Upstanding Short Docs

As we first admitted a year ago, Starbucks not only can brew up a kick-ass latte, but also some first-rate mini-documentaries. The brand has just released the second season of its series Upstanders, with 11 more stories of Americans making positive change in their communities – such as The Disappearing Island:

The Disappearing Island and the other 10 season two episodes can be found free at, and will roll out Mondays and Thursdays on Facebook for the next few weeks. All episodes are also available to Amazon Prime subscribers, along with an exclusive hour-long compilation.

You can also still watch the first season’s 10 episodes at Starbucks or on Amazon Prime.

Upstanders’ co-writer and producer is entrepreneur Howard Schultz, Starbucks chairman and CEO. Rajiv Chandrasekaran, a former senior editor of The Washington Post, is the other co-writer and executive producer.

Here are Starbucks-provided summaries of all season two episodes:

“Knives, Fire and Opportunity”: Chad Houser quit his job as the executive chef at a hot Dallas eatery and risked his career to open a restaurant staffed almost exclusively by former juvenile detention inmates;

“The Wave to Recovery”:  Navy SEALs Alex West and Kyle Buckett spend their nights and weekends designing specialized surfboards for wounded warriors, helping them build strength and confidence in the waves;

“From War to Montana”: Mary Poole, a mother with no background in foreign policy, convinced her community to welcome refugees by harnessing hundreds of volunteers and embracing her opponents;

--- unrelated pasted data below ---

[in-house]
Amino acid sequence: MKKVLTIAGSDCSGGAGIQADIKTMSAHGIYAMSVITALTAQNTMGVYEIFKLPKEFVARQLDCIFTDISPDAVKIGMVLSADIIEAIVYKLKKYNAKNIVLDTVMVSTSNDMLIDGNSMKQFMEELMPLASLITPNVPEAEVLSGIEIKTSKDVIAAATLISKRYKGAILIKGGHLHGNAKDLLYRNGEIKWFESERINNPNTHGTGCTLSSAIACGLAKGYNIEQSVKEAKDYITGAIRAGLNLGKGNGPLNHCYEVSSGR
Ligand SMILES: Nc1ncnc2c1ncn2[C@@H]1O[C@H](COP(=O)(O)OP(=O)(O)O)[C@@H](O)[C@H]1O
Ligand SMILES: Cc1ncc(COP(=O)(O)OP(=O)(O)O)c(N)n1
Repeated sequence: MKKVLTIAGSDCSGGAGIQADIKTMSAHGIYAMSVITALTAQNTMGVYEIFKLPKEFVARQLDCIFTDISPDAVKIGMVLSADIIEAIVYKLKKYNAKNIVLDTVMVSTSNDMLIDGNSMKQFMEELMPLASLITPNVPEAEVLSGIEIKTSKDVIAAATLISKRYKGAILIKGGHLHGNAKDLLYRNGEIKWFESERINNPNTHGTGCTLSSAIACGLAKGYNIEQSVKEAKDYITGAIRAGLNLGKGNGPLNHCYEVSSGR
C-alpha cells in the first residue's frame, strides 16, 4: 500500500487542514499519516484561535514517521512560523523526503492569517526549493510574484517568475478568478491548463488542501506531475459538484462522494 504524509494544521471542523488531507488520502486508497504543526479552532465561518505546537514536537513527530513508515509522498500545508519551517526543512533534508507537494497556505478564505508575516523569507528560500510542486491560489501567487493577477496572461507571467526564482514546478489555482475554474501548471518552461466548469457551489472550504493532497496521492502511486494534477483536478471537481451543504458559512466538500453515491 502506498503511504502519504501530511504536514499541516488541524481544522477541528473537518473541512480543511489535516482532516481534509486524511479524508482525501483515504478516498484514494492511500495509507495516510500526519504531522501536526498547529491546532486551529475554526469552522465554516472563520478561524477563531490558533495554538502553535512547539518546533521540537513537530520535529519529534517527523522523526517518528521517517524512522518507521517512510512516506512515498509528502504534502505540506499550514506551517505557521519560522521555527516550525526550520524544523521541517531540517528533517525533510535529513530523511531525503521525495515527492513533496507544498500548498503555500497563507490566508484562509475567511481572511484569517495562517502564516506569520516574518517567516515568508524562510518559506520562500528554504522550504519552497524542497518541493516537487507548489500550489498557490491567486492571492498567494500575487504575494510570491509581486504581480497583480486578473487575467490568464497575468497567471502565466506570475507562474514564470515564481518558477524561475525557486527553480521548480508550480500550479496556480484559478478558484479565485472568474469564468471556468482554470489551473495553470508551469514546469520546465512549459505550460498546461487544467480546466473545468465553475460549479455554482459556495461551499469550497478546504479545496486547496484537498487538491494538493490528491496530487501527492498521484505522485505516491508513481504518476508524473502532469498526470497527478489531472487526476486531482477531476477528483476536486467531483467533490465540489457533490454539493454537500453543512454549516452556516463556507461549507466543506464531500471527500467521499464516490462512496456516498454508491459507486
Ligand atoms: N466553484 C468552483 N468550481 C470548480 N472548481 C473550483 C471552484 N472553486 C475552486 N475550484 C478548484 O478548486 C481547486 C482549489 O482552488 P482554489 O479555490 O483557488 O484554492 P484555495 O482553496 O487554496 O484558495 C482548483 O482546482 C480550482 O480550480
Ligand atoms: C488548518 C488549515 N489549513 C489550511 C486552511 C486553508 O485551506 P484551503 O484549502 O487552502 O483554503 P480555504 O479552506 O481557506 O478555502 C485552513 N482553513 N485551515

“Befriending Her Shooter”: Ian Manuel was just 13 when he shot Debbie Baigrie. A year into his life sentence, he called her to apologize. That eventually led to her forgiveness, an unlikely friendship and a mission to help free him;

“Planting Hope in the Coalfield”: Entrepreneur Brandon Dennison decided to address poverty in his native West Virginia by extending a hand of opportunity to former coal miners;

“A Racist’s Rehabilitation”: When Garry Civitello admitted he was prejudiced on national television, a black woman named Heather McGee offered him advice to become a better American. The exchange transformed his life and forged a remarkable friendship;

“One Doctor’s Needle Fix”: Hansel Tookes spent four years on a life-saving mission to convince Florida legislators to allow drug users in Miami to exchange dirty needles for clean ones;

“Love for All in Utah”: Stephenie Larsen forged past fear and skepticism to create the first LGBT community center in Provo, Utah, in an attempt to reduce suicides among gay teens and build bridges with the Mormon Church;

“Saving Middletown”: Ami Vitori gave up a successful big-city career and tapped her retirement fund to help rebuild the struggling Rust Belt community of Middletown, Ohio;

“The Firefighter’s Rescuer”: Seattle firefighter Mike Washington told colleagues about some of his most painful and personal moments to encourage them to seek help and draw more attention to stress among our nation’s first responders;

“The Disappearing Island”: Former South Carolina Republican congressman Bob Inglis, who once scoffed at climate change, overcame a humiliating defeat by deciding to take on skeptics within his party.

About Les Luchter

Les Luchter is a former managing editor of Multichannel News, editor-in-chief of Cable Marketing, and news editor of Broadcast Week.

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